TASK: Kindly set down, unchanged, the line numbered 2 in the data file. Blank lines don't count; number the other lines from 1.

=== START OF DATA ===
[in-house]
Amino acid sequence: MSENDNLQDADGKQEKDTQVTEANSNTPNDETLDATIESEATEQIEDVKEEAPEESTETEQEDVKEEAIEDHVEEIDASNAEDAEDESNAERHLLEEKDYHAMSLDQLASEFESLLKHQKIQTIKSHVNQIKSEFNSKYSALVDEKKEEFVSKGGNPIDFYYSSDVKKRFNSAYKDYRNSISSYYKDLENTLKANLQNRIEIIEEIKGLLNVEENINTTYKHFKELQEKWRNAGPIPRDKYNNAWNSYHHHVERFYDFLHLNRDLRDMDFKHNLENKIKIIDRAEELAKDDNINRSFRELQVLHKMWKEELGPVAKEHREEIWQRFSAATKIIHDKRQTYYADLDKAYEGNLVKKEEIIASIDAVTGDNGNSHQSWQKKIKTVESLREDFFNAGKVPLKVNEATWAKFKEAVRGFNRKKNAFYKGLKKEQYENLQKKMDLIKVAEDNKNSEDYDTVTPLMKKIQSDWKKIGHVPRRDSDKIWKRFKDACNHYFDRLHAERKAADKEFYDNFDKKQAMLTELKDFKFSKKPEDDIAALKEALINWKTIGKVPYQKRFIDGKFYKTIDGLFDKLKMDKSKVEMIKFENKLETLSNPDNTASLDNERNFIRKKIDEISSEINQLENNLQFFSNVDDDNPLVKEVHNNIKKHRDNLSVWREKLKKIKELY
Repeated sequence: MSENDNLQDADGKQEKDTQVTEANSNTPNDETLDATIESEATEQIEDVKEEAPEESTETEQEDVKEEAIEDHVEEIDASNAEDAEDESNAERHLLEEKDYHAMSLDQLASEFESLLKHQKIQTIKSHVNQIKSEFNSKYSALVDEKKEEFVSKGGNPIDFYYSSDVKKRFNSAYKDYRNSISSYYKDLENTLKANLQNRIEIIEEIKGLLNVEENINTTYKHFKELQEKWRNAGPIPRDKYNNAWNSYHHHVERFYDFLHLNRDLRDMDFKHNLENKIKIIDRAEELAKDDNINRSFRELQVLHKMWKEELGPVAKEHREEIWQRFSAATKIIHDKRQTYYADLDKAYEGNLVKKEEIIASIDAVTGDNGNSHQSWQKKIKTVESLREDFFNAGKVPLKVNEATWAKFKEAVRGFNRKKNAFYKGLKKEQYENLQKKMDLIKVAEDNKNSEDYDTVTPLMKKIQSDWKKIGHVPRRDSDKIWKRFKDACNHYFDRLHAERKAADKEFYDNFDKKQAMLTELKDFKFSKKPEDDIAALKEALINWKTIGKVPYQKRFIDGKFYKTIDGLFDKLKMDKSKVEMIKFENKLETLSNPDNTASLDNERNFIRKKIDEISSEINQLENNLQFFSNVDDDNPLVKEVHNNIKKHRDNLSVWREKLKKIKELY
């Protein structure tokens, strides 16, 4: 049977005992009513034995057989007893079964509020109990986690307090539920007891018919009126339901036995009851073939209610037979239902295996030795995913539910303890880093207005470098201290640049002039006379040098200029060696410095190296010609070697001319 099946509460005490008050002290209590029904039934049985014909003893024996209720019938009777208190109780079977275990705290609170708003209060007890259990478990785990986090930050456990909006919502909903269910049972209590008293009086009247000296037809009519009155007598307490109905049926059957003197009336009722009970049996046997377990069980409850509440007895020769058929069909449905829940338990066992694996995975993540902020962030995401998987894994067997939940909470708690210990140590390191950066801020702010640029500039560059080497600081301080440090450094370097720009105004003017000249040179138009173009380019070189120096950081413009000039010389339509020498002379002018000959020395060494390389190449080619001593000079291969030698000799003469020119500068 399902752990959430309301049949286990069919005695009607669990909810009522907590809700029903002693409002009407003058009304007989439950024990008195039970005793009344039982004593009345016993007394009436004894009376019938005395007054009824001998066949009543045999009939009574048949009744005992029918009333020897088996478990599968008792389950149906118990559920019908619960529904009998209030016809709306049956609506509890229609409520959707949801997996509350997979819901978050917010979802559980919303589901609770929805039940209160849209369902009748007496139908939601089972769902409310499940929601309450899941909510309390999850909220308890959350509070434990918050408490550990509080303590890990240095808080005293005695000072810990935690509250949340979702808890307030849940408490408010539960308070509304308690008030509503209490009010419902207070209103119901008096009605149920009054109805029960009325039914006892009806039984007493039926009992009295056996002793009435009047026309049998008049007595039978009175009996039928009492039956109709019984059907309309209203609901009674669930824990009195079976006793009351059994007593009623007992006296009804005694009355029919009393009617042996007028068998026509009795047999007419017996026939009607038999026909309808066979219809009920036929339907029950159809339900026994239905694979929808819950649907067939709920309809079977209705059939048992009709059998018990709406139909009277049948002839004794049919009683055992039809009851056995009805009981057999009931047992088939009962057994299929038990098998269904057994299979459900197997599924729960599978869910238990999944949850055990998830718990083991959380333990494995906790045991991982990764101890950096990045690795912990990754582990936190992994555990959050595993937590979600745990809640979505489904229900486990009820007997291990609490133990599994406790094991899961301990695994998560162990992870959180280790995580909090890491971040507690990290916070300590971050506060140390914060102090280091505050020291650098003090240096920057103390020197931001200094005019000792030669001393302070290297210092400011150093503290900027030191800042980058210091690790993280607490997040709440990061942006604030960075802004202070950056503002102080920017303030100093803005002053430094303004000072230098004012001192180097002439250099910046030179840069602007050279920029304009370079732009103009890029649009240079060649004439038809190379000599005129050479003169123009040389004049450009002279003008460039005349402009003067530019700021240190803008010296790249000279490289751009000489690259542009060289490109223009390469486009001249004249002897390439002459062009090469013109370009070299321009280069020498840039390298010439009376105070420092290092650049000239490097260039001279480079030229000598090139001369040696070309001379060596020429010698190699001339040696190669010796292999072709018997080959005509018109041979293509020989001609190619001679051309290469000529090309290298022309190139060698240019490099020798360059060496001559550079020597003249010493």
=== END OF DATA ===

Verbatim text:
Amino acid sequence: MSENDNLQDADGKQEKDTQVTEANSNTPNDETLDATIESEATEQIEDVKEEAPEESTETEQEDVKEEAIEDHVEEIDASNAEDAEDESNAERHLLEEKDYHAMSLDQLASEFESLLKHQKIQTIKSHVNQIKSEFNSKYSALVDEKKEEFVSKGGNPIDFYYSSDVKKRFNSAYKDYRNSISSYYKDLENTLKANLQNRIEIIEEIKGLLNVEENINTTYKHFKELQEKWRNAGPIPRDKYNNAWNSYHHHVERFYDFLHLNRDLRDMDFKHNLENKIKIIDRAEELAKDDNINRSFRELQVLHKMWKEELGPVAKEHREEIWQRFSAATKIIHDKRQTYYADLDKAYEGNLVKKEEIIASIDAVTGDNGNSHQSWQKKIKTVESLREDFFNAGKVPLKVNEATWAKFKEAVRGFNRKKNAFYKGLKKEQYENLQKKMDLIKVAEDNKNSEDYDTVTPLMKKIQSDWKKIGHVPRRDSDKIWKRFKDACNHYFDRLHAERKAADKEFYDNFDKKQAMLTELKDFKFSKKPEDDIAALKEALINWKTIGKVPYQKRFIDGKFYKTIDGLFDKLKMDKSKVEMIKFENKLETLSNPDNTASLDNERNFIRKKIDEISSEINQLENNLQFFSNVDDDNPLVKEVHNNIKKHRDNLSVWREKLKKIKELY